Sai are an ancient melee weapon, used for both defensive and offensive use.


The traditionally made Sai are small (10-24 inch) dagger-shaped truncheons that have 2 short prongs and one long one in the middle. They possibly derived from a pitchfork head, because farmers did use a tool similar to measure how far into the ground their seeds needed to be planted. Traditional Sai are made of steel, or cheaper iron, and have no blades, yet are sometimes sharpened on the end to use for stabbing and thrusting, despite being a blunt sided implement .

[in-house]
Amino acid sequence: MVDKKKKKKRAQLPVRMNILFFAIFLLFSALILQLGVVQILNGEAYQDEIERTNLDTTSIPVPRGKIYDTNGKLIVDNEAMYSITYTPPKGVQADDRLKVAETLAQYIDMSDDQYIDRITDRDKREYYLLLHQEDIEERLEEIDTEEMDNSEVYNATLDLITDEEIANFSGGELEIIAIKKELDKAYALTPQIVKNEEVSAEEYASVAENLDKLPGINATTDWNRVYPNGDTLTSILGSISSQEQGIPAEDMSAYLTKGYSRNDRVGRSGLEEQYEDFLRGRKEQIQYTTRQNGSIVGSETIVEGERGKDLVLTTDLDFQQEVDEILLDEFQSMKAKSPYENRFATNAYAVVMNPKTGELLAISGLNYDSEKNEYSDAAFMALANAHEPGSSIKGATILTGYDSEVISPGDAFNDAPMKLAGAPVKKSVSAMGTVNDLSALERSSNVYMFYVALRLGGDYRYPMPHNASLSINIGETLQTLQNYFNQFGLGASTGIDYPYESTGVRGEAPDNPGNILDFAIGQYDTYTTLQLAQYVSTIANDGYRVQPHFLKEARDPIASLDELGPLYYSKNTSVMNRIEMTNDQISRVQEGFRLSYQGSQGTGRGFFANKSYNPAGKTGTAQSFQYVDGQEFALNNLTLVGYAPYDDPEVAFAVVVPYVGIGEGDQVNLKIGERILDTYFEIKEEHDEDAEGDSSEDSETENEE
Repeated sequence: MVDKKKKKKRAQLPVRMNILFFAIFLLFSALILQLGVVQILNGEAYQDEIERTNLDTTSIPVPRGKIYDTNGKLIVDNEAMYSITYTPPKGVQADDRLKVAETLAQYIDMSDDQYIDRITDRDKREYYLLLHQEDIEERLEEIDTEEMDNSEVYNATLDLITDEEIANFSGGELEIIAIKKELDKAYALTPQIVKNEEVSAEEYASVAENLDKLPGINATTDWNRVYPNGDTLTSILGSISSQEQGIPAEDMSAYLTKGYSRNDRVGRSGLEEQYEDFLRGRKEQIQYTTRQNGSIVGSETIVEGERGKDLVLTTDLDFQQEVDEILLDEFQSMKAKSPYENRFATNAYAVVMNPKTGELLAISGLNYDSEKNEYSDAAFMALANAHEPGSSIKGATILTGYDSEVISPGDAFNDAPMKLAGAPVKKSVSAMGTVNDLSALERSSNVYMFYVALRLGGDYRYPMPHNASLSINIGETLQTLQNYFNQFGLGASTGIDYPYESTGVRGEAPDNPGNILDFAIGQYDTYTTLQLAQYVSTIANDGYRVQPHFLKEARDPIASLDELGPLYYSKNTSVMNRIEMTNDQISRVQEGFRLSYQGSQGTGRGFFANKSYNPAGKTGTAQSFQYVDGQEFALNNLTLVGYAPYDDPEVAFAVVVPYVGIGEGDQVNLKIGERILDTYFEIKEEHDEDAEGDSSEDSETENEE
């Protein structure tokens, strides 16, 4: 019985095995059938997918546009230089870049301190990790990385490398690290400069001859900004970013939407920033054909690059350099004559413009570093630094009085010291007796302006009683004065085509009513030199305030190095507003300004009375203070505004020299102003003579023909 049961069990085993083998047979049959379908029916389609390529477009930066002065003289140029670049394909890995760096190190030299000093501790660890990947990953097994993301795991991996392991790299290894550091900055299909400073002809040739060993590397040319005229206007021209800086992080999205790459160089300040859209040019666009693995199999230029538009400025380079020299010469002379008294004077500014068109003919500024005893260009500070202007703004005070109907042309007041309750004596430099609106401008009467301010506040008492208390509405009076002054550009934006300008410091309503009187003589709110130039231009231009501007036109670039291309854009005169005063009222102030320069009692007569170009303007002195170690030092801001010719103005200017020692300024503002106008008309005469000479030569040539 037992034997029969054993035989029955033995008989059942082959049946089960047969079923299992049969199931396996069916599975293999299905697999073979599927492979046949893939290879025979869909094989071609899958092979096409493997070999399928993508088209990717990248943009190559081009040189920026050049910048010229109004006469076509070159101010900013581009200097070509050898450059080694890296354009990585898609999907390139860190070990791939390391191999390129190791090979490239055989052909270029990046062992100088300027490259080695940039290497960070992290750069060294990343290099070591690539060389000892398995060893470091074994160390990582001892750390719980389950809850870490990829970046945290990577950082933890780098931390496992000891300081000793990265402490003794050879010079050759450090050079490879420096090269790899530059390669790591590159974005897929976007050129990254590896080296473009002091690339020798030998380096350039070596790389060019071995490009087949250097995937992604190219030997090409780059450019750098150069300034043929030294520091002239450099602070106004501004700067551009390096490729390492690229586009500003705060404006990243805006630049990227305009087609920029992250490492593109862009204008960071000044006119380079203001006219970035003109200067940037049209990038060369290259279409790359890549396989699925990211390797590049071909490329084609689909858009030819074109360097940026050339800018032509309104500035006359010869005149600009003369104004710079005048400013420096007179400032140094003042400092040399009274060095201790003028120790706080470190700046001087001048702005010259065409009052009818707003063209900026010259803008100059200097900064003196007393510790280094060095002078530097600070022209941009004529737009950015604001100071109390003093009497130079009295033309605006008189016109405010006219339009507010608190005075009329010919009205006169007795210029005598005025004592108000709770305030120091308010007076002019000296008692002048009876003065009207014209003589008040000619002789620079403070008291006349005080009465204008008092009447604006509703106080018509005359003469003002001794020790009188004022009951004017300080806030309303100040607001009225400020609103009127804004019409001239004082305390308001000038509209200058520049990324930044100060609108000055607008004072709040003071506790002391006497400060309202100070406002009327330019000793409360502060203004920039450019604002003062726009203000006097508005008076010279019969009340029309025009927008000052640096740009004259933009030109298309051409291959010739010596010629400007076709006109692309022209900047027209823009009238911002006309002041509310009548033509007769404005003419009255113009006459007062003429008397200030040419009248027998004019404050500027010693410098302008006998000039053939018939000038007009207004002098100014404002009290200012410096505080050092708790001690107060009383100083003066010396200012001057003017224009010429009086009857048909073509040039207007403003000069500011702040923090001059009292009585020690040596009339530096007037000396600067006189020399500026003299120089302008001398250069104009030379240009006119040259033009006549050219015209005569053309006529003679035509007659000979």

With proper technique, they could be twisted far enough to warp a sword's blade beyond use, or even break it. It was a favorite for fighting against a samurai armed with a katana or other sword wielding opponents. It could disarm most weapons with ease. The end of the handle had a metal weight, usually called the knuckle, used for striking an opponent if they advanced to a range that was uncomfortably close to the user. The striking style used by the sai often involves switching grip frequently, using standard grip, and icepick grip and placing along the forearm to block attacks.

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